• To illustrate this further, we take an example of user data to highlight the recovery feature. Data related to a user name 'x' is entered into the database that is being supported by the provenance system mechanism. The inclusion of the data related to the user 'x' is recorded in the provenance system, along with any activity performed on the data. Examples of activities performed include reading, updating, and modifying data as required by the data custodian (organisation that is managing the user data). The provenance system maintains full history, meaning that it keeps the track of how data evolved over time related to a single entity and also of all entities in the system.
  • At this point, two situations can arise:
  1. 1) user 'x' data gets corrupted (due to malicious or non-malicious activities) and
  2. 2) partial or full loss of data.
  • In the first case, consider that at a time t1, either due to a malign or non-malign intentions, the record of the user 'x' gets changed/updated. At point t2, on finding out inconsistencies or incorrect information being recorded in the system. The changes in the record can be reverted back to the state on t1. Not only this, but also any reports produced or any analysis built using the corrupt data can also be identified so those can be rectified.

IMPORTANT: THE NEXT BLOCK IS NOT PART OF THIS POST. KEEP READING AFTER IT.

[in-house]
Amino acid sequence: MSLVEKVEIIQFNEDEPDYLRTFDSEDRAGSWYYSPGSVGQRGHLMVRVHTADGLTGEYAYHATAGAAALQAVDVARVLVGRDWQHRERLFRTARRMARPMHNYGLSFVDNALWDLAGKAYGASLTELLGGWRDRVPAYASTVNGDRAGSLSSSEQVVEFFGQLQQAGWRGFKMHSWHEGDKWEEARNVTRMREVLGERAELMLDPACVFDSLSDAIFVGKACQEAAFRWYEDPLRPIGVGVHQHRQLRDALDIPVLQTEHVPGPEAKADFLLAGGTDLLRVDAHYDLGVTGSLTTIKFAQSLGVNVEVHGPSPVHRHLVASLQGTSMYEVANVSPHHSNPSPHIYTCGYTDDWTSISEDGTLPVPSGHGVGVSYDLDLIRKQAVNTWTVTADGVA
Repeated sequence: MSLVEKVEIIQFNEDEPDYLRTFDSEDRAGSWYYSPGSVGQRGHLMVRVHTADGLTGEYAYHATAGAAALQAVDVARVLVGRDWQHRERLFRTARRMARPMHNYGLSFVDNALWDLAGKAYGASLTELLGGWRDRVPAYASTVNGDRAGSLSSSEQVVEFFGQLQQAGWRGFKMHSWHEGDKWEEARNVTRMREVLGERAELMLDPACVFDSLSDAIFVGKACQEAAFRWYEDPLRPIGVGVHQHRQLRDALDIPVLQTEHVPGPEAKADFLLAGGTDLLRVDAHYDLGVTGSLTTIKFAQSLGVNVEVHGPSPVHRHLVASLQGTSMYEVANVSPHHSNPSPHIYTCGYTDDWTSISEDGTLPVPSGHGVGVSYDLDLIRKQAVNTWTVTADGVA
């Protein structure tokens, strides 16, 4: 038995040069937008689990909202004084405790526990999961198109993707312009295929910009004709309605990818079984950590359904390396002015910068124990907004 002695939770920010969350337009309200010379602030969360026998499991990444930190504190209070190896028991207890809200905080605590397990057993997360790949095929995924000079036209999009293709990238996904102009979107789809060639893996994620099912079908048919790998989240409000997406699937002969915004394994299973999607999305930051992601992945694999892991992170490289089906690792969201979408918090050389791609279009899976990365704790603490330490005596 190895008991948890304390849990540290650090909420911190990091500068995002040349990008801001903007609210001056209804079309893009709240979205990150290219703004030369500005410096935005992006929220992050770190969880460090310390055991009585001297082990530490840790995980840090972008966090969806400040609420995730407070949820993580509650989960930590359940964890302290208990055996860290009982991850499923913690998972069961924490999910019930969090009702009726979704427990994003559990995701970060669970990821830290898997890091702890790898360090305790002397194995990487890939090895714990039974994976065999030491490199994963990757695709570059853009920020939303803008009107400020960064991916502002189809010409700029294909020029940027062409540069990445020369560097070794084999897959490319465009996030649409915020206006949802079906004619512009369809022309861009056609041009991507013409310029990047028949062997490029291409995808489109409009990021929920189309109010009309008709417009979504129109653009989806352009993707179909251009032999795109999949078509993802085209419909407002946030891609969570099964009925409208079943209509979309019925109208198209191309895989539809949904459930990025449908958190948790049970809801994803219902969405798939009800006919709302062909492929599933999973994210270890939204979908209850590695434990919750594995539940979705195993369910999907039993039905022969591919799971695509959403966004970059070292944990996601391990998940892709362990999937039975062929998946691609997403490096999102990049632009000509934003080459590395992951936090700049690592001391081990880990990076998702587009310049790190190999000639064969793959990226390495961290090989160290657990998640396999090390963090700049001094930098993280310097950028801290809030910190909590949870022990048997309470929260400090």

• In the second case, of partial or complete database corruption, the provenance system would be able to backtrack the database to a non-corrupted state. For example, at t1, if the database was at a correct state, then due to a malign or non-malign activity the database become corrupted at t2. The provenance system enables the data custodian to backtrack the changes to the data, fine-tuned to either time based or event based back tracking, giving the ability to the data custodian to return to a database state in past as required. Furthermore, the same feature can also be used to completely construct the database in case the full database is lost.
  • Another use of a provenance system according to an embodiment of the invention is to asses the impact of a data breach. Traditional technological solutions are inefficient in identifying the impact of a data breach. This is one of the major reasons why post data breach, organisations have to take a long period to assess what information pertinent to their consumers has been leaked.